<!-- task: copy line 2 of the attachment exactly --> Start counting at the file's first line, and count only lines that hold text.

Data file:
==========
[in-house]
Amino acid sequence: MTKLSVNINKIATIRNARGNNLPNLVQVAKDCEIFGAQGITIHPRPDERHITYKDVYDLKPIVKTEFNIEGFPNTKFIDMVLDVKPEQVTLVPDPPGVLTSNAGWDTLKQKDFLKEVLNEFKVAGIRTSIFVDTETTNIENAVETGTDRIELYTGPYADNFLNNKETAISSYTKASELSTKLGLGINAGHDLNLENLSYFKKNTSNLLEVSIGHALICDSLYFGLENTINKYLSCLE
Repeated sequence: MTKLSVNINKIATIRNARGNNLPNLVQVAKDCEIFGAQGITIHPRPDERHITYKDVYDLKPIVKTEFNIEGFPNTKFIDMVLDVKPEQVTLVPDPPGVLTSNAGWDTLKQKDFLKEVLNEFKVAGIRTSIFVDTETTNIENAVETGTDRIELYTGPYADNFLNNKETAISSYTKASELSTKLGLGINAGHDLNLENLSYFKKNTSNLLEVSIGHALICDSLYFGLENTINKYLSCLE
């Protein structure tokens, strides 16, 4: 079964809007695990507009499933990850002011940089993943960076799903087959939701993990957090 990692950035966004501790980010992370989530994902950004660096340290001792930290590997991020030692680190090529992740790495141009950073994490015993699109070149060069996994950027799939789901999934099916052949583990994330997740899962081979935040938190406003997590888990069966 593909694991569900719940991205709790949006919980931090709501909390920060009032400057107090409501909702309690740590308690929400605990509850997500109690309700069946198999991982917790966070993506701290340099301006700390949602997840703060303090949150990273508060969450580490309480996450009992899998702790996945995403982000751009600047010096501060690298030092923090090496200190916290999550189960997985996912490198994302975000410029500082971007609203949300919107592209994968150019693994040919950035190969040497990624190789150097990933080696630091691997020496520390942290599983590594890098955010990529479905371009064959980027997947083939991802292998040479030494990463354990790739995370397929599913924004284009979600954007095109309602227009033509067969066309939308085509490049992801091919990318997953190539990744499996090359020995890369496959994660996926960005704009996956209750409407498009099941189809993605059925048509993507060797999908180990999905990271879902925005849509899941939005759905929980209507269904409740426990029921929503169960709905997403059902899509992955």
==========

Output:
Amino acid sequence: MTKLSVNINKIATIRNARGNNLPNLVQVAKDCEIFGAQGITIHPRPDERHITYKDVYDLKPIVKTEFNIEGFPNTKFIDMVLDVKPEQVTLVPDPPGVLTSNAGWDTLKQKDFLKEVLNEFKVAGIRTSIFVDTETTNIENAVETGTDRIELYTGPYADNFLNNKETAISSYTKASELSTKLGLGINAGHDLNLENLSYFKKNTSNLLEVSIGHALICDSLYFGLENTINKYLSCLE